Eleven-year-old ‘Golden Delicious’/M. 26 apple (Malus domestica Borkh.) trees were left unthinned (483 fruit/tree), thinned to one fruit/spur (370 fruit/tree), or completely defruited. Leaf water potential, leaf stomatal conductance, and leaf water content were monitored during the growing season. From 3 weeks after thinning and continuing to harvest, trees with an average of 483 or 370 fruit had significantly lower leaf water potentials than defruited trees. Trees thinned to 370 fruit had consistently higher leaf water potentials than unthinned trees with 483 fruit. Leaves on unthinned or one fruit/spur trees had higher stomatal conductances than leaves on completely defruited trees, although these differences were detected later in the season than those for leaf water potentials. No treatment differences in leaf water content were observed. Defruited trees had higher specific leaf weights, longer shoot extension, and greater increases in trunk cross-sectional area than those not defruited. Fruit size was greatest on trees thinned to one fruit/spur.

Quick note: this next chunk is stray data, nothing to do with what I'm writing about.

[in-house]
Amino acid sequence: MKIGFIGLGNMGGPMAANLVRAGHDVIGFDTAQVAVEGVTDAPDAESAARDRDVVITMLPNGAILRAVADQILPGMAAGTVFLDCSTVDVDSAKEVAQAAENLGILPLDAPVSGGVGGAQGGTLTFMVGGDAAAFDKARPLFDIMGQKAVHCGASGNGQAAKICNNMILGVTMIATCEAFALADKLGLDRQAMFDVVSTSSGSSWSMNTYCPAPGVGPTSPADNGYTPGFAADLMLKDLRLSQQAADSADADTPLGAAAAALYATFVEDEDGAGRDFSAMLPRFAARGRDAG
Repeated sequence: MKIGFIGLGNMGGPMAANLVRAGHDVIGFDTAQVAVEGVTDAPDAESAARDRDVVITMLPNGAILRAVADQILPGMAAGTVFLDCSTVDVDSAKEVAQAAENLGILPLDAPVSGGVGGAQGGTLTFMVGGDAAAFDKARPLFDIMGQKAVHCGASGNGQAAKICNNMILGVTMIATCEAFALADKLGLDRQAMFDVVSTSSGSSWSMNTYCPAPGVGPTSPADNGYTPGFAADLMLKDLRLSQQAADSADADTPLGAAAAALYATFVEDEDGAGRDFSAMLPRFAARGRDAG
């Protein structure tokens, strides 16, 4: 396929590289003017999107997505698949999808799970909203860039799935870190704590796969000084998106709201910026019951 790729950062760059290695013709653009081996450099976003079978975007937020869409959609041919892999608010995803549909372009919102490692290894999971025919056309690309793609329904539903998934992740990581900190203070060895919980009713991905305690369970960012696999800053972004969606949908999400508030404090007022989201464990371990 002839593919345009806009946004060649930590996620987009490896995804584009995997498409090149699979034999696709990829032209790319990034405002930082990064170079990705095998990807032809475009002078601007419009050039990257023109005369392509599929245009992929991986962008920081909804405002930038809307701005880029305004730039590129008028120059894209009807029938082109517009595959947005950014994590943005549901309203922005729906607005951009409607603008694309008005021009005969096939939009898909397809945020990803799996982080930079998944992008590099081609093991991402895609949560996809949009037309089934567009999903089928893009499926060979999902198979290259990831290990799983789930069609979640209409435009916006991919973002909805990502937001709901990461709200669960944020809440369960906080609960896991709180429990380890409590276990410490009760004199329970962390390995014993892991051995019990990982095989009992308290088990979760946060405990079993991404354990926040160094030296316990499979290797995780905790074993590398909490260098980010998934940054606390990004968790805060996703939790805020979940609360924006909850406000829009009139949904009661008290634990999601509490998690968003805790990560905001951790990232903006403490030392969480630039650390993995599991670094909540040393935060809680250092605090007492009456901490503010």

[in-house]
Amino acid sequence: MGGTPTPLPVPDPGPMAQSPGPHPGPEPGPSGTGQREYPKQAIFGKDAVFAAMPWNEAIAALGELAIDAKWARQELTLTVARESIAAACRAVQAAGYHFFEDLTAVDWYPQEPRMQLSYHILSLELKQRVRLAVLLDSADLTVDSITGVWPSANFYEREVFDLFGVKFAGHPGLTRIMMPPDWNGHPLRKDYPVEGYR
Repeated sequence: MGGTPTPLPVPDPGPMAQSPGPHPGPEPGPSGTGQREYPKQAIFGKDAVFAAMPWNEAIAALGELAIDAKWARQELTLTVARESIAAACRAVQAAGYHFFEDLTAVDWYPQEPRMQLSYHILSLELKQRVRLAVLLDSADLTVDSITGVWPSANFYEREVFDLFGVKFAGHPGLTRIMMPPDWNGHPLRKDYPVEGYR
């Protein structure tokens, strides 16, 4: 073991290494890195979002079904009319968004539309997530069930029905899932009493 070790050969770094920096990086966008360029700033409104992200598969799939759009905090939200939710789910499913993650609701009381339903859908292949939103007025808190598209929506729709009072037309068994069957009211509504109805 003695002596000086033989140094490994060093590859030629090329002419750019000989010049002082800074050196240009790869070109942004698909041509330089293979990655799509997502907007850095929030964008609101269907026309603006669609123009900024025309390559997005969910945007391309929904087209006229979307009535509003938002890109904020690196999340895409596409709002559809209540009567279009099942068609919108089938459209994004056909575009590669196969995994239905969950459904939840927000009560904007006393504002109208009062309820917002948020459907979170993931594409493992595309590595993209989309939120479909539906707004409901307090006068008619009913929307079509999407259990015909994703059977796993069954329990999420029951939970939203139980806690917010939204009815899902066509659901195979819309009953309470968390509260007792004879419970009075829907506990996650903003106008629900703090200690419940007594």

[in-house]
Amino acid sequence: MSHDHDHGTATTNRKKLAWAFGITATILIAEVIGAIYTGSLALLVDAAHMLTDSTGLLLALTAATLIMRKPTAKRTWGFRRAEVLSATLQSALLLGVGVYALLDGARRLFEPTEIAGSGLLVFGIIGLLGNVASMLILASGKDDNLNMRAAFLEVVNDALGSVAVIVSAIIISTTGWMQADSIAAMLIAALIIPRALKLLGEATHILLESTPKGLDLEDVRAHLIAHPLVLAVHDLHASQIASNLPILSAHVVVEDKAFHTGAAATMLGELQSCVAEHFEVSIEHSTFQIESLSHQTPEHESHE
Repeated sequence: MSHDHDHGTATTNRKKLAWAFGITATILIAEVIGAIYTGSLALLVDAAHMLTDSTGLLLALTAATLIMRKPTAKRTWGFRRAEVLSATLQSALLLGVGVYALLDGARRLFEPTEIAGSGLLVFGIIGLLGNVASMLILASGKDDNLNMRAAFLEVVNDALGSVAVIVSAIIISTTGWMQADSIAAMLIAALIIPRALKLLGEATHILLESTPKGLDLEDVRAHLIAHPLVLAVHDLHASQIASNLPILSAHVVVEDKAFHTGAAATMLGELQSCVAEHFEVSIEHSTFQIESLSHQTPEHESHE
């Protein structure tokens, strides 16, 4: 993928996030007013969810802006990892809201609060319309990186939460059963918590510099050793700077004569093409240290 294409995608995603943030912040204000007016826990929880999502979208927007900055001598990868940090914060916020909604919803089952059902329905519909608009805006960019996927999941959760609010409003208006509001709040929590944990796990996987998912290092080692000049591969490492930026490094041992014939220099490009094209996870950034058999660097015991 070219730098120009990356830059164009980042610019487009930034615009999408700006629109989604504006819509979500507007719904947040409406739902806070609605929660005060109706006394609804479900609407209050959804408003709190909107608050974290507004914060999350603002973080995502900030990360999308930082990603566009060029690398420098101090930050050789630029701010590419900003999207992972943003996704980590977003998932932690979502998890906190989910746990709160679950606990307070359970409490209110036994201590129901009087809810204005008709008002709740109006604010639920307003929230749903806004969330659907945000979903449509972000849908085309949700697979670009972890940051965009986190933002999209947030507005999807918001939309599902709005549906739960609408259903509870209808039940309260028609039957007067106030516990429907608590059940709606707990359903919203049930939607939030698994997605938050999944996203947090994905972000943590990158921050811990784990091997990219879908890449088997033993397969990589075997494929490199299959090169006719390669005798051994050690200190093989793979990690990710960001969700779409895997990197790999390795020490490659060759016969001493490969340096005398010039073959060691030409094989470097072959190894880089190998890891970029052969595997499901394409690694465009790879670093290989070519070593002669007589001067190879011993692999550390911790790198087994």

Mature fruiting and defruited ‘McIntosh’/M.26 apple (Malus domestica Borkh.) trees were exposed to natural rainfall or to no rainfall with the use of under-canopy tent-like covers. With covers present, fruit diameter tended to be less and, on one occasion, soluble solids concentration and fruit firmness increased. Trunk growth was reduced more by fruit than by covers. Trunk growth of fruiting trees did not respond to covers, whereas trunk growth of defruited trees was reduced by covers. Fruit load and reduced soil water content did not affect terminal shoot length. In one experiment, specific leaf weight (SLW) was less for fruiting trees than for defruited trees. Fruiting increased foliar N, P, Ca, and Mg and decreased K concentration. On a leaf-area basis, K was again lower in cropping trees while other nutrients remained mostly unchanged. With tent covers, trees generally had less foliar N, P, and K based on either concentration or amount per unit of leaf area. Leaf water potential was lower for trees with fruit and tended to be lower for trees with tent covers. Leaf stomatal conductance was higher for fruiting trees than for defruited trees and higher for trees without tent covers than for trees with tent covers.